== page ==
Residency and the Big Fish

After receiving notice that our residency application had been approved, we had to take care of a few more paperwork steps towards finalizing our residency – joining Costa Rica’s socialized medicine system and receiving our Carnet medical cards.  We had to go to the nearest office in our canton (like a county).  So last week, we drove to Quepos to visit the Caja Costarricense de Seguro Social office (CCSS, the Costa Rican Social Security System, which is commonly know as the CAJA).  We brought copies of our residency approval called Resoluciones, our marriage certificate, passports and an electric bill.  Our first visit to the CAJA was late Friday morning and we discovered the person who had to help us had already left for the day.  The fellow at the window told us to return on Monday morning.  He also gave us an application with directions, which was very helpful.  We discovered that we needed the most recent copy of our electric bill that we didn’t have with us.  When we returned to the casita, we asked Lopez if he could obtain a copy of the electric bill for us on Monday morning before we had to return.  Lopez is a great guy!  He left very early Monday morning to pick up a copy of the electric bill.  He had to wait an hour in line to do it!  Shortly after Lopez returned, we drove to Quepos for another visit to the CAJA office.  Amazingly, things went very well.  We didn’t have to wait in line very long, all our paperwork was in order and we were able to communicate in Spanish!  The CAJA official calculated our monthly payment, completed the paperwork and told us we had to go elsewhere to make our payment.


There are many places to make payments and we chose the nearest one within walking distance which happened to be the BCR Bank.  Things went smoothly here, too.  We were feeling pretty good about it all.  Even though it was almost noontime, we decided to try to get our medical cards.  For these, we needed to visit the hospital in Quepos.  We arrived at lunch break, so we decided to get a quick bite ourselves and return a little later.  We returned about an hour later and this is where things get interesting!  The place was rather crowded and we were the only gringos.  There weren’t any signs that we could see that would give us a clue as to where we should check-in.  We asked a receptionist and she pointed to the desk around the corner.  We walked up to this young man sitting at the desk.  Eddie showed him our paperwork and asked if we were in the right place.  The man nodded and motioned us to take a seat.  He looked things over and asked us for our passports.  Then he disappeared for a bit.


When he returned, he had copies of our passports and told Eddie to come back when he had copies of all the rest of the paperwork.  Eddie told him that all the papers were already copies for him.  He didn’t look all that happy to hear that…we guessed he didn’t want to spend the time to set up new accounts.  The man then asked to see our Cedulas (residency cards).  Well, we don’t have the Cedulas just yet.  That’s the next step.  We first have to join the CAJA, obtain the medical cards, pay for the Cedulas and government fees, then our attorney can request an appointment with immigration.  Using my very best Spanish, I told this fellow exactly what our attorney told us.  I was really pleased that he understood me!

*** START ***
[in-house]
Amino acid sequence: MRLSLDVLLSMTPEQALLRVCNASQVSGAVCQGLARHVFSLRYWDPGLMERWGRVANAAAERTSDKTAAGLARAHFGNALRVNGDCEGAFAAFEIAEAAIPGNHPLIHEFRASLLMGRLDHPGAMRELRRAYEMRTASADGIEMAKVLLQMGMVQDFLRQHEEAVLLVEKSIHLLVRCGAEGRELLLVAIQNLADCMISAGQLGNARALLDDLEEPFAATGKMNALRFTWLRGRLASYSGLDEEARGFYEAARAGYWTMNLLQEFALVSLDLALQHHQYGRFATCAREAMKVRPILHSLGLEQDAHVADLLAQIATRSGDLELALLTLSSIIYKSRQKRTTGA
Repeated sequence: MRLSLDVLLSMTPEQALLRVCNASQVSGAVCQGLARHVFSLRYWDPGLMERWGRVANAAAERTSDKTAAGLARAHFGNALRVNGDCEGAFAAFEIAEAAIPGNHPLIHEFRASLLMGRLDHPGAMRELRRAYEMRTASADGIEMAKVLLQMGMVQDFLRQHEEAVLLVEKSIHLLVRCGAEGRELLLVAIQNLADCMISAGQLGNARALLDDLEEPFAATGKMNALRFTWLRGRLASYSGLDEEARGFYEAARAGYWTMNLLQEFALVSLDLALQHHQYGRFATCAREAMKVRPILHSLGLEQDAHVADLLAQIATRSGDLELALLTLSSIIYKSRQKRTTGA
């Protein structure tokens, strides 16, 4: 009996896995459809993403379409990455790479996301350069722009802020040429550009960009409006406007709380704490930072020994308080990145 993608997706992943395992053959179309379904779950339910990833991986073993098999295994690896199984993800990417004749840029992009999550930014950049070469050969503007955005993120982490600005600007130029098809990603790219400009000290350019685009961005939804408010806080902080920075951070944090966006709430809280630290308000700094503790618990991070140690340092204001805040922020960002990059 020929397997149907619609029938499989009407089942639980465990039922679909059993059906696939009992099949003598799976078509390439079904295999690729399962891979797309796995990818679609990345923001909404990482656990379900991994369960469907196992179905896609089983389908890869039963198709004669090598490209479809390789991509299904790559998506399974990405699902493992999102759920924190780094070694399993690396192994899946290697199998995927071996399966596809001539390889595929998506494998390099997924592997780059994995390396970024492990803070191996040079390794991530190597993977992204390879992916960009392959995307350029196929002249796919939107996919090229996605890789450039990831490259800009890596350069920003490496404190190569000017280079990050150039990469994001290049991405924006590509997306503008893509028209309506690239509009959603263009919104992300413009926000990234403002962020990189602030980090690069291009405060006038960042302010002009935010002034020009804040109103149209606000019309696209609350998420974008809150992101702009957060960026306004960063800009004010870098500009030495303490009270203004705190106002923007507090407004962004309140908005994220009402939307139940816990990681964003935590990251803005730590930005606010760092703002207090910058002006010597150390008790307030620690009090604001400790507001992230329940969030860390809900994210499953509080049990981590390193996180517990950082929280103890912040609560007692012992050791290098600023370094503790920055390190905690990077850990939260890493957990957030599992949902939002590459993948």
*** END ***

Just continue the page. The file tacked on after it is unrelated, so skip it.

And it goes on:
He left us again and when he returned he sat at the computer and started to type.  He would only get a few words typed and then we had to wait and wait and wait.  The computer was so slow.  While we waited, we talked with him a little bit and he started to warm up to us.  By the time we left, he was very pleasant.  Meanwhile the line was growing.  An impatient lady walked up to the desk and demanded to know how long she had to wait.  Well, our fellow didn’t like her attitude at all and told her it would take as long as it would take since the computer was so slow.  Then, he told everyone to leave and come back another time.  Not long afterwards, the computer started to work again and we ended up with temporary medical cards, which he typed up on an old fashioned typewriter.  Once we receive our Cedulas, we will receive the regular medical cards.  Now we are waiting for the immigration appointment and we really hope that we will get one before we leave for the U.S. on September 16!  We don’t want to have to change our trip plans, that’s for sure.  This process at the hospital only took us about one hour…really good for Costa Rica!

Leaving the Quepos hospital with our Caja medical cards!

Leaving the Quepos hospital with our Caja medical cards!

By now, you are probably wondering about the BIG fish!  Well, this afternoon, Lopez came running into the rancho area shouting, “Look, look!”  He was holding up a huge Red Snapper that he caught on the beach using a simple hand line (without a pole).  Lopez told me that he was standing in the water up to his hips when he hooked the fish.  There have been so many times when he returned from fishing without ever catching anything.  So this was a big deal for him!


He told Eddie that he didn’t know how to fillet it.  Good thing Eddie knows how to do it…from many years of fishing with his Dad.  Eddie did a great job without having a fillet knife.  Guess we had better get one!  Lopez gave us one of the fillets, so we are planning to cook it tomorrow.  I am sure it will be awesome!


The pets helped clean up after fileting the Red Snapper.

The pets helped clean up after preparing the Red Snapper.

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